Margarita McGrath and Scott Oliver began working together in 1994 on the design of the ranch house project for a horse-loving client and her husband. A decade+ later, they completed their first permanant built work together (alas the ranch house remains unbuilt), and decided to call the collaboration noroof architects.
The noroof approach to design resembles working at actual size, except that as a way of thinking it has to fit on a desk. Because we are interested in the experience of space, we often work in models. Beginnings are rarely made with an empty desk; there is always a pile of scraps from other projects within reach. We start with a basic idea in mind, and this gets situated into architecture through picking pieces out of the pile, holding them up for evaluation, trimming an edge, taping them in place, changing a piece or two, and then selecting the next element out of the stacks. As a way of thinking, this allows unexpected and unforeseen connections to happen.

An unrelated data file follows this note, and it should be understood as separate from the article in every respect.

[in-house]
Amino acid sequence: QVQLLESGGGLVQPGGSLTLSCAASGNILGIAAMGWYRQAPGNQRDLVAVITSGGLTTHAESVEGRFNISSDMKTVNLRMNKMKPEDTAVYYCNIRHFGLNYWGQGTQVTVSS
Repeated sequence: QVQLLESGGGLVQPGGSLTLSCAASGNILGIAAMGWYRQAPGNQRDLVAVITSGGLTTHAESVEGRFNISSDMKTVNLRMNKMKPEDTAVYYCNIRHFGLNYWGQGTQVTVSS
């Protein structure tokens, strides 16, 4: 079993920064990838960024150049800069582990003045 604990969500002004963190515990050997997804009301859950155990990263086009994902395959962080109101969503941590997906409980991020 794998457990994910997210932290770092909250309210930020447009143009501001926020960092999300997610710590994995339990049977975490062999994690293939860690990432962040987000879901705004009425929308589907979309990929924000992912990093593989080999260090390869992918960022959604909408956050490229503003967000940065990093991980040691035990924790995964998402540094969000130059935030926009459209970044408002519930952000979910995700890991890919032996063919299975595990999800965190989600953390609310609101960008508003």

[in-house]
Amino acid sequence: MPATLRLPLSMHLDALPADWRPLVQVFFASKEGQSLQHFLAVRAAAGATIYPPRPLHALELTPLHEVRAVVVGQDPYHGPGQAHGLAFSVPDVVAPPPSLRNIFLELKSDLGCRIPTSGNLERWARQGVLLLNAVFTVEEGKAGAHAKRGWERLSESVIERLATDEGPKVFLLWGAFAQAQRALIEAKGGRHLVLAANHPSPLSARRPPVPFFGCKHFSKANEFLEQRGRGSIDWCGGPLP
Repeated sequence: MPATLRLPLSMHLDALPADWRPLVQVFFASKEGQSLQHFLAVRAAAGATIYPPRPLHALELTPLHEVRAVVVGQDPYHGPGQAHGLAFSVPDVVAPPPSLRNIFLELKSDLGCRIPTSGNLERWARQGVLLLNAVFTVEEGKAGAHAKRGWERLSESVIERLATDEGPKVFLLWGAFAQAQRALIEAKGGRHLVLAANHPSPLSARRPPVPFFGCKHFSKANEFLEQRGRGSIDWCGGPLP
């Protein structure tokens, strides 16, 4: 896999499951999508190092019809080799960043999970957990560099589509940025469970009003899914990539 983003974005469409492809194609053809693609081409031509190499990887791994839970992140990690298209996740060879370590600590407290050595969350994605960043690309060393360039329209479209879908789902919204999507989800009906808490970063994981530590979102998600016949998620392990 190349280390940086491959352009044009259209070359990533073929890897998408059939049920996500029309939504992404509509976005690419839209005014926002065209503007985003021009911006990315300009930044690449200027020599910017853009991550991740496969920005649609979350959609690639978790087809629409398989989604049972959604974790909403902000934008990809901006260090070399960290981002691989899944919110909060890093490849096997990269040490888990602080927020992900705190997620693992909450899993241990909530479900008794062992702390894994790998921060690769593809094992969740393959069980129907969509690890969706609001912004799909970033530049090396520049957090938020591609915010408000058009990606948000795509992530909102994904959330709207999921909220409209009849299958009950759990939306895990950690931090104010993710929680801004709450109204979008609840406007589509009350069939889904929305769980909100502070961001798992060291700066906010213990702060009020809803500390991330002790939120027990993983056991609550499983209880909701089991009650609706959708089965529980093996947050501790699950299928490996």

We tried this process at full scale (1:1) in two installations, peeling the grape and forgetting LA. The slot house, noroof’s first permanent work, also uses this approach. When working at actual size, what we are responding to is the surroundings, the site (here the gallery room or existing house), and the process of construction.
Our work is grounded in re-collecting the beauty of ordinary things through making visible relations that connect them to matter and circumstances outside of themselves. This means that the work invites you (and anyone else who occupies the work) to participate in its making through adding your own experiences to the architecture.